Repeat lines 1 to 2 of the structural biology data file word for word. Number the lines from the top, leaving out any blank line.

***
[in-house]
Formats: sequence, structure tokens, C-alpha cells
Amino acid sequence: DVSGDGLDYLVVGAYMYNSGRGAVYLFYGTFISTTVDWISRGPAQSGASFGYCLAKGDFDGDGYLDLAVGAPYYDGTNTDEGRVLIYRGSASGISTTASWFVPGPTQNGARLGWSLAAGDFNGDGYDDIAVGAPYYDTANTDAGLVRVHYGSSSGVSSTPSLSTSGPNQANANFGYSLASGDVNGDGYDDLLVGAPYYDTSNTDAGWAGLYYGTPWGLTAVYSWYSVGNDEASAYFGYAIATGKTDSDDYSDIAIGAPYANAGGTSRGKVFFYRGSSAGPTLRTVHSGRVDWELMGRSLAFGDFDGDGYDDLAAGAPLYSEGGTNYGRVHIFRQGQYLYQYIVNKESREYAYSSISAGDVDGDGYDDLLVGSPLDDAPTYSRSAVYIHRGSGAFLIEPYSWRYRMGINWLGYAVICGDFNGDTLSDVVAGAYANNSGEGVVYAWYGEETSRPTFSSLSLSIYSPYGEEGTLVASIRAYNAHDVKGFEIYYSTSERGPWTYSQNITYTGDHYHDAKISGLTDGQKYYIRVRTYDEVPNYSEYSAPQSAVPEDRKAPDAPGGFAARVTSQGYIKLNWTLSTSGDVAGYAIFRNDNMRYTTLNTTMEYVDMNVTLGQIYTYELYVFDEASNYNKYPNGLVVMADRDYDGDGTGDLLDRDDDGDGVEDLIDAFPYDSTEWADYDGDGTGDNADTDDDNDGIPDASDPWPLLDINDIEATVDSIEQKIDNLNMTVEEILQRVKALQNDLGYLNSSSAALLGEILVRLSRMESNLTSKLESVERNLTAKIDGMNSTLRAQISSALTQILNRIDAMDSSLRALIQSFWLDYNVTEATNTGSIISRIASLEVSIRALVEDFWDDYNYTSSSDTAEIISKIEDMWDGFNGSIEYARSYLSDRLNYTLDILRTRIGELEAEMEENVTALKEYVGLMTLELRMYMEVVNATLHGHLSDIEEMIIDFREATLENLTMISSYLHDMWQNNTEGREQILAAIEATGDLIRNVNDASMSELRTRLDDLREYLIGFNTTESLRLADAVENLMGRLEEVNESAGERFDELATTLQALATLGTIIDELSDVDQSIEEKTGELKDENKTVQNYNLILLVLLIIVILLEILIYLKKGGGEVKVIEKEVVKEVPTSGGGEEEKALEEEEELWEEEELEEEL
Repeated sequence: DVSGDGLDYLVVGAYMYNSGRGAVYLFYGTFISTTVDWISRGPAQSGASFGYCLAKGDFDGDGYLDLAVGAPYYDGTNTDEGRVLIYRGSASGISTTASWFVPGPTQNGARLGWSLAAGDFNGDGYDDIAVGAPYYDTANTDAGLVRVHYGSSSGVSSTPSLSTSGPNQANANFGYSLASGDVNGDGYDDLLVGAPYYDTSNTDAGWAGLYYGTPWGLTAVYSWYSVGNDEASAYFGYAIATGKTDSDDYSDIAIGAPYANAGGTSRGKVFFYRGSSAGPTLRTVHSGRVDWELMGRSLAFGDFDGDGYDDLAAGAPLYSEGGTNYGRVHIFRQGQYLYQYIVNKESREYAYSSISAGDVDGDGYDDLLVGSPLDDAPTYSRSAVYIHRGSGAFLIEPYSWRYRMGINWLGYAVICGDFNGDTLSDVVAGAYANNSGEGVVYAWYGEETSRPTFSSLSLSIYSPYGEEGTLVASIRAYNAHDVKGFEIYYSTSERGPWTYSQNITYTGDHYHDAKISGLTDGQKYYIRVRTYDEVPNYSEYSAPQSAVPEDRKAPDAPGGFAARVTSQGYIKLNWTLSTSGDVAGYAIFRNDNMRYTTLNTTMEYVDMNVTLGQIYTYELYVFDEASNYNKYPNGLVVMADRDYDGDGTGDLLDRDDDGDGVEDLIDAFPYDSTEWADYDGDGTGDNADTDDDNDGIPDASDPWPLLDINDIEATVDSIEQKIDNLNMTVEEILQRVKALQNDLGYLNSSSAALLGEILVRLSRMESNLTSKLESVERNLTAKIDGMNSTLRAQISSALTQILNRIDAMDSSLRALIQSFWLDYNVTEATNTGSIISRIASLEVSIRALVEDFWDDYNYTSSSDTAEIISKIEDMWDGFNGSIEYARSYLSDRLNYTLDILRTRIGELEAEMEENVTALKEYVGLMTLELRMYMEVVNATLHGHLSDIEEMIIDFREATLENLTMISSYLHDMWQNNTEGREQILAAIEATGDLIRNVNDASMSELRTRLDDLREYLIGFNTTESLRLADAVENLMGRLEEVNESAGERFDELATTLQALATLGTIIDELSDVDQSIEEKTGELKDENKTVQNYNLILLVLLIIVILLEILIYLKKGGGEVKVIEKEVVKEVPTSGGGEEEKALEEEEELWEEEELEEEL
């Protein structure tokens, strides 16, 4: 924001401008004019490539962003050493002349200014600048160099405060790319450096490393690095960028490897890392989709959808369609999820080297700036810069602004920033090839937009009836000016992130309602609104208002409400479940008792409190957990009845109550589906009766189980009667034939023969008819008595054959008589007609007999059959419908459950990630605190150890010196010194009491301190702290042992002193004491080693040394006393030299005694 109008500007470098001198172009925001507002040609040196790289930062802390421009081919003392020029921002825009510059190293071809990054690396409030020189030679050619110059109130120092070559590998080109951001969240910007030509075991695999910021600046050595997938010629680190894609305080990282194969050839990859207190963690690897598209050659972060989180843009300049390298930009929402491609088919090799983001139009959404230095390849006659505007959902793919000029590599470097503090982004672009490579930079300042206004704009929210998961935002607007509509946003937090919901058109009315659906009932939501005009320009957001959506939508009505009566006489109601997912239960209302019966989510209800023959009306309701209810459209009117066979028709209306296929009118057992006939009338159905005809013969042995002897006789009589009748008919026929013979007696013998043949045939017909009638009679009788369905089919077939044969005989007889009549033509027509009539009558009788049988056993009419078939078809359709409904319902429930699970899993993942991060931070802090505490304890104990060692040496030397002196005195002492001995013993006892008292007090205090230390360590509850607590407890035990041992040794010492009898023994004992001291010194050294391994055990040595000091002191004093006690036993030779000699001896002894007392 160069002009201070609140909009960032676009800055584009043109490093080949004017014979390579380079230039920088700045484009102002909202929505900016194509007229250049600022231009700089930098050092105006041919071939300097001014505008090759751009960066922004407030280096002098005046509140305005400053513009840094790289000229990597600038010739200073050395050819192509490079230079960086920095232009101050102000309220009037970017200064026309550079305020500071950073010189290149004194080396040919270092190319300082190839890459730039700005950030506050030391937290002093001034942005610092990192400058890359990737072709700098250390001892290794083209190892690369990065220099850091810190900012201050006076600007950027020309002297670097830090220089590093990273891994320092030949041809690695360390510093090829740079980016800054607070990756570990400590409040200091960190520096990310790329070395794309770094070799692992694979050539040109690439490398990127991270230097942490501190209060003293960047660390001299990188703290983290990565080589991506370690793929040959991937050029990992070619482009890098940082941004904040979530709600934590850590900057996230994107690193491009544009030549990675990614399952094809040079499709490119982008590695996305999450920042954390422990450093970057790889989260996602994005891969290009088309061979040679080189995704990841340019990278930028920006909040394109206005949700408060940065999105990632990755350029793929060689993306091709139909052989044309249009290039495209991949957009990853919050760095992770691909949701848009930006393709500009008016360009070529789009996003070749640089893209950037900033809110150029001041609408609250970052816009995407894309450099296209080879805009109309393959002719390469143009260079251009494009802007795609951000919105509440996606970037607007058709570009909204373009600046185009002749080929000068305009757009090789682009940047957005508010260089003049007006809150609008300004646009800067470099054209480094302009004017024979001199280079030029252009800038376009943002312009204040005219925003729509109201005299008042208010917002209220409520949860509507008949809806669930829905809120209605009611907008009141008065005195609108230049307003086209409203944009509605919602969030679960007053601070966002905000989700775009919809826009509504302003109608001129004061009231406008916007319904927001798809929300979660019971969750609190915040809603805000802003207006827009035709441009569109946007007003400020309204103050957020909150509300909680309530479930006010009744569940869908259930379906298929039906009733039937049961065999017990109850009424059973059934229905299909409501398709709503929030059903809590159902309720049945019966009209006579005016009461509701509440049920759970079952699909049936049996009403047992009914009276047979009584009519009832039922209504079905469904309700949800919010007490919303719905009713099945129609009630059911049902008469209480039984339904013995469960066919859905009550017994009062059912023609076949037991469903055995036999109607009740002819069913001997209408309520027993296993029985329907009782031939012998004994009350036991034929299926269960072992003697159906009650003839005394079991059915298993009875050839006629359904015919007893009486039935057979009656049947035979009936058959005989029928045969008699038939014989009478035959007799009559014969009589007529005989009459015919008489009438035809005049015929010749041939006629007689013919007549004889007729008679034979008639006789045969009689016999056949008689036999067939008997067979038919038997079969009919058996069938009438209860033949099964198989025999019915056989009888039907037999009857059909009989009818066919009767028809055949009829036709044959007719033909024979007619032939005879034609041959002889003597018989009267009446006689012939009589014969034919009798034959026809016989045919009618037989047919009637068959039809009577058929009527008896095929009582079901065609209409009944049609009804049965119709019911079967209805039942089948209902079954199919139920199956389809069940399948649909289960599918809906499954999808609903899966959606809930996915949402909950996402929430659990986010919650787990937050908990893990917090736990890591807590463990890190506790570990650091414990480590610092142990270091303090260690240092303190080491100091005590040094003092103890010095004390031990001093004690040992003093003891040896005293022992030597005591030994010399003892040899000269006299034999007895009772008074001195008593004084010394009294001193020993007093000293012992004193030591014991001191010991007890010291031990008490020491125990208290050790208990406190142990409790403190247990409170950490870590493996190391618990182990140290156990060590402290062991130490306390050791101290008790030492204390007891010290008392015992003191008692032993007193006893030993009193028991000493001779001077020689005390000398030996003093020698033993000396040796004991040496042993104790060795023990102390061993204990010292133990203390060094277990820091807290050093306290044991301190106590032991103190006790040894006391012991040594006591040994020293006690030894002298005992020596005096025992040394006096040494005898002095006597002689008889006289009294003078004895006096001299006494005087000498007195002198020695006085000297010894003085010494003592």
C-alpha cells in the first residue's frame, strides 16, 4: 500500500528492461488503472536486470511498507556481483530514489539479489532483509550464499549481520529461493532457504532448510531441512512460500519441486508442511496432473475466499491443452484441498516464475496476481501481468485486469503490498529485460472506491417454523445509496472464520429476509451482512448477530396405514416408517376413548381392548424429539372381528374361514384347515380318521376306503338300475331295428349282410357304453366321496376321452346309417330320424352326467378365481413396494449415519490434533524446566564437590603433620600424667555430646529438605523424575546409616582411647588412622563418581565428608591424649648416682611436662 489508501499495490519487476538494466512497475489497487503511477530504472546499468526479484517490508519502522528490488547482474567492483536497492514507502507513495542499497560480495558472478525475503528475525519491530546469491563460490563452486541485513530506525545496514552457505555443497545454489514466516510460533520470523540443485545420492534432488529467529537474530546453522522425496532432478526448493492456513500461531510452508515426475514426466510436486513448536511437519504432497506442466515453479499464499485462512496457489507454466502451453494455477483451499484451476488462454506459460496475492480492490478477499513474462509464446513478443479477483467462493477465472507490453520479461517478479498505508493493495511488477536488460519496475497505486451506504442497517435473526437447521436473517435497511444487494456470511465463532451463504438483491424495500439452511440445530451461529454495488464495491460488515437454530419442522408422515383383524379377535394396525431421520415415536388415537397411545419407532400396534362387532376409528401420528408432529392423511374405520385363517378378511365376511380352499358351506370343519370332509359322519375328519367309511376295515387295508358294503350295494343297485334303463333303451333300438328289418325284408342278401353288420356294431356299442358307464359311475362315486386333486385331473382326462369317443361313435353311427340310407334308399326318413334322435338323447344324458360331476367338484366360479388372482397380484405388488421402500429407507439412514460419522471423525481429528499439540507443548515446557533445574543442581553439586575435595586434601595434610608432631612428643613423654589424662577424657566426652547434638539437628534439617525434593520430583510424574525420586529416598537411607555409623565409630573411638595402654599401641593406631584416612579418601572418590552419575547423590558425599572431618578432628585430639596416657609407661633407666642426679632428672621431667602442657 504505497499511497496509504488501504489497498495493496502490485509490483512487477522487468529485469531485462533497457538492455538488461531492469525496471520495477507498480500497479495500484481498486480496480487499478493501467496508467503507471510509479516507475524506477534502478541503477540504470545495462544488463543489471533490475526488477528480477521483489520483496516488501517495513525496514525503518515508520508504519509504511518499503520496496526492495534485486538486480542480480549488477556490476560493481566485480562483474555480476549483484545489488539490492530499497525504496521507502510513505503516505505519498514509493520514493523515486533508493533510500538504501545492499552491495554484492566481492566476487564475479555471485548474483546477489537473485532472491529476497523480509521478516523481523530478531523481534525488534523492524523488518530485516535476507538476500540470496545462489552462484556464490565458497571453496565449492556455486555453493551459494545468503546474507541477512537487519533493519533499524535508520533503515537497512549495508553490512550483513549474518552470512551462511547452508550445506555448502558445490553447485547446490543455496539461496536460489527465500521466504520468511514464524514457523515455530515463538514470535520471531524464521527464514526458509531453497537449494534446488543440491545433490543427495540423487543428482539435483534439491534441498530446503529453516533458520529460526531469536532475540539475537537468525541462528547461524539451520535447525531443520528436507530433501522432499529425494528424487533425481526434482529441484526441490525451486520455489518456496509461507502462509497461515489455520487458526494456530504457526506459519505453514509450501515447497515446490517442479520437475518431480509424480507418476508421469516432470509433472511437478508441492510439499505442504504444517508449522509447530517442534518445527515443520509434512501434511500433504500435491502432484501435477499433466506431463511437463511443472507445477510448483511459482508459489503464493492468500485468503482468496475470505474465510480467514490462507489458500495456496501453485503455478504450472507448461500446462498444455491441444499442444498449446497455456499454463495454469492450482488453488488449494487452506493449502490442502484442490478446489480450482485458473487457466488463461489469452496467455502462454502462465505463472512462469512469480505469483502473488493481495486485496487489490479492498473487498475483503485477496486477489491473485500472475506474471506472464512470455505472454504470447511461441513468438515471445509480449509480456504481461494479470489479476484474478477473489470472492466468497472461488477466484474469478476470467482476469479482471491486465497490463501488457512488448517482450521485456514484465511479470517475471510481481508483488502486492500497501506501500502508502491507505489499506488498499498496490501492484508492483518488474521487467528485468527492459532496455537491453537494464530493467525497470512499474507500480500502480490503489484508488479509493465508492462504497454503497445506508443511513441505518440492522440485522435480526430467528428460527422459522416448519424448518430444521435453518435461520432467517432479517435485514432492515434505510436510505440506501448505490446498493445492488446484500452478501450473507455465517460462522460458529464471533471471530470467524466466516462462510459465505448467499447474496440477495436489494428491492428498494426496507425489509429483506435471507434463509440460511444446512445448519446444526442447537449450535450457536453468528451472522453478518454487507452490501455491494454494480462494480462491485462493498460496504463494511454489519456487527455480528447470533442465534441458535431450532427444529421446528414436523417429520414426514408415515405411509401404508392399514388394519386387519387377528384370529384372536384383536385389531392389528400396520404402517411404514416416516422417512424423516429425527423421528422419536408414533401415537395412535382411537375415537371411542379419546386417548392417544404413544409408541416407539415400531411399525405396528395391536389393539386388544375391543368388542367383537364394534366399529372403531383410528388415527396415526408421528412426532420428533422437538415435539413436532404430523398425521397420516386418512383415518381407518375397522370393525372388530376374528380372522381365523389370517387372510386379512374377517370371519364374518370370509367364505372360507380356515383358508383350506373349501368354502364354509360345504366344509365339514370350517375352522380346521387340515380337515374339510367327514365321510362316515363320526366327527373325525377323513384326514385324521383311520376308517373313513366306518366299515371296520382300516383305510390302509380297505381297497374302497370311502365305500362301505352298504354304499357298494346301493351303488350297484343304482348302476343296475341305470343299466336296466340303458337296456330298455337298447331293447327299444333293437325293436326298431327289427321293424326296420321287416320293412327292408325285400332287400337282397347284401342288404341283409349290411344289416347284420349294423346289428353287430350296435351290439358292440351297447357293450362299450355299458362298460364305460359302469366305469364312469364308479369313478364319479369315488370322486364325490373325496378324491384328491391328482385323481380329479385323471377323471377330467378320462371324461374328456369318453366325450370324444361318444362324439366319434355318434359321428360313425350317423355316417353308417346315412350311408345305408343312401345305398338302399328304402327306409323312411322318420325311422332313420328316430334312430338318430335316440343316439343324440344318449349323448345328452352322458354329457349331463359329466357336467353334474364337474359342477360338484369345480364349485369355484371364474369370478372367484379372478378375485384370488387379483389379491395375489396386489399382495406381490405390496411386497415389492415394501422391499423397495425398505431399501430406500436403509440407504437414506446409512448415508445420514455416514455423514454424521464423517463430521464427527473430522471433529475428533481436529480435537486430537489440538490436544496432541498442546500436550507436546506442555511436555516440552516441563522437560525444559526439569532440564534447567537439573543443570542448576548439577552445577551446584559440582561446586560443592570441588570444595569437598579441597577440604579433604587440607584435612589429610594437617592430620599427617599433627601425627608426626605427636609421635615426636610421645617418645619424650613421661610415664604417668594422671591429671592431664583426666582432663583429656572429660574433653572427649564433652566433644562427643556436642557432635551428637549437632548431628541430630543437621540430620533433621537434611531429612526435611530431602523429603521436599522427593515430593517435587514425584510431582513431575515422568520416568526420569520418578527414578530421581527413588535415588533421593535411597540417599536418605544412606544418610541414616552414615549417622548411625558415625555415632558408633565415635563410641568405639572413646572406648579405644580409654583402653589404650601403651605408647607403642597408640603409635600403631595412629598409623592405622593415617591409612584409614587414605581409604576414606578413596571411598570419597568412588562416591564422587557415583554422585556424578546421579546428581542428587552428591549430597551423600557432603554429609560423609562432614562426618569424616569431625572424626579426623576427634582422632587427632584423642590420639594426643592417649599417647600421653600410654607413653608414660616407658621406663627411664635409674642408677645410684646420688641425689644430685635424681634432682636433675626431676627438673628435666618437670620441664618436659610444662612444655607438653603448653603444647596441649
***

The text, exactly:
[in-house]
Formats: sequence, structure tokens, C-alpha cells